Lots of photographers, lots of photos, but not enough space in Photospace – that should give you the gist of the Imprints exhibition held at the gallery earlier in June. Nine photographers were invited to display works that comment on how people leave their imprints behind on objects and spaces. The result was a mixed bag, as it would be if you take a handful of images each from a diverse group of photographers and place them side-by-side in a relatively small gallery.
Malika Abbas’s black and white photographs taken with a single-lens Kodak film camera were displayed right next to Nubain Ali’s iPhone photo series. Abbas and Ali’s approach to photography could not have been more different but their works were certainly amongst the highlights of the exhibition. Upon learning the theme of the show, Ali figured that the photos he takes with his cellphone are in a sense an imprint of his life, and that too on a device that can easily be lost and stolen. He, therefore, took two years of photographs from his phone and then printed them in the form of a massive grid. Ali likens the end result to a contact sheet, but the series of images also functions as a film reel of sorts, introducing the viewer to the places Ali has visited and the people he has met. His work also comments on how social media affects the way people document their lives and he believes that by creating timelines on Facebook and Twitter, people are creating online imprints of themselves.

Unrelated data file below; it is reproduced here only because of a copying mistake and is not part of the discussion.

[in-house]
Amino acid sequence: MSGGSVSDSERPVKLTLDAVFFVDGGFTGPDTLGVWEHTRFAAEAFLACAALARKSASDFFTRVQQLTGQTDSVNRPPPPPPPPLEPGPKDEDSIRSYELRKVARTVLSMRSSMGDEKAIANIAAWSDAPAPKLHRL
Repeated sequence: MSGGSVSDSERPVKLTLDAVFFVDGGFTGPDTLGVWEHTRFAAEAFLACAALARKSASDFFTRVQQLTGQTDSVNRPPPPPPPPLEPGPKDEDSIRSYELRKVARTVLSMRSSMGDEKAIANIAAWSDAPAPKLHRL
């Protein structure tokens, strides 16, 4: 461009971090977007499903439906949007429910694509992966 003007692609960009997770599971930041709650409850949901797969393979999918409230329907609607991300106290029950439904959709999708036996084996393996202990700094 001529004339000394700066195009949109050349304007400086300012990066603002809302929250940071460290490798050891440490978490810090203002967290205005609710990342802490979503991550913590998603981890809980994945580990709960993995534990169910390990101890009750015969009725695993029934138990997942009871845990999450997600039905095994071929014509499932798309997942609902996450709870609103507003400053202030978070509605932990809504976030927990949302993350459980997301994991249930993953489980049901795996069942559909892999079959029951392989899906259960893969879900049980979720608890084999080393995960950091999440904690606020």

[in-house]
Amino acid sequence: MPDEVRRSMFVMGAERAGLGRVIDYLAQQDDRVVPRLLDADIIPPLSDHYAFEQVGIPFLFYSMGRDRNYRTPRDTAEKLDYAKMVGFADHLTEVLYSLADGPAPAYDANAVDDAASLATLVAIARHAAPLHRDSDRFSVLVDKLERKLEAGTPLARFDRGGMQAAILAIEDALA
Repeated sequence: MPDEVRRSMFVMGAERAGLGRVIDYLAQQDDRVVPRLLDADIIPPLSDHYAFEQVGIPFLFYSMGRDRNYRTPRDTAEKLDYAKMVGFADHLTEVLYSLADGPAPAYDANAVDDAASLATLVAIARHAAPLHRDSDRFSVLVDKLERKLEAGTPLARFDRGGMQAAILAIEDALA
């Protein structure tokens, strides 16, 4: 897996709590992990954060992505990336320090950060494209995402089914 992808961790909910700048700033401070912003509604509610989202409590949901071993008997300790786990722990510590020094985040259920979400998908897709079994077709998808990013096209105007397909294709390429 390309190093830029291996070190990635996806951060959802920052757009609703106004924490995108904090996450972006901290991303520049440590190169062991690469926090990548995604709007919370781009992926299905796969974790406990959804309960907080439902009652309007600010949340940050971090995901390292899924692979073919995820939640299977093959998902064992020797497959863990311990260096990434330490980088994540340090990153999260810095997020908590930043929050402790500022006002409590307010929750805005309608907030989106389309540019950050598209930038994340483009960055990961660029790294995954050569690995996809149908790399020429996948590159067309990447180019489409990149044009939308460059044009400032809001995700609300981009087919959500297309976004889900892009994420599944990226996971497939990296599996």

Malika Abbas’s photographs consisted of stark shots of a building being constructed (or was it being demolished?), with the inner skeletal structure exposed for the world to see. The beams and slabs fan out, almost mimicking the cage-like structure of crinoline. On their own, Abbas’s photographs are beautiful. But in the context of the imprints theme, her interpretation isn’t necessarily the most thought-provoking.
Many group exhibitions suffer from this problem and in the case of some shows, it seems that the curators deliberately use vague themes so that more work can be included. This often results in unevenness in the collection as a whole and while it is certainly important to promote as many artists as possible, sometimes these shows work to the detriment of younger, emerging artists. For example, the two photographs by Qamar Bana of a graveyard and an unattended restaurant table were overshadowed by Tapu Javeri’s larger photographs that were displayed right next to hers.
Javeri took a slightly different take on the theme and instead of looking at the imprints people leave behind on spaces, he decide to address how spaces and objects affect people. He took photographs of chairs and staircases and then projected them on the torsos of male figures – resulting in highly stylistic images that looked Photoshopped but actually were not. Another photographer who had a more conceptual take on the theme was none other than Arif Mahmood, who also curated the show. One of his photographs focused on a pair of doll legs on a marble floor, another on an empty plastic bag lying on a bed. The photographs were charged with a sense of emptiness, of abandonment, and were a departure from his regular portfolio of more naturalistic photographs.
Others worth mentioning include Stephen Andrews, whose faded photographs of weight-lifting trophies were tinged with nostalgia and Hameed Moinuddin whose photographs were of visually striking graffiti he found on the streets of Berlin. But again, both Andrews and Moinuddin’s work may have had a better impact if they were provided the space to show more photographs from their respective collections.
This article was originally published in the July issue of Newsline.
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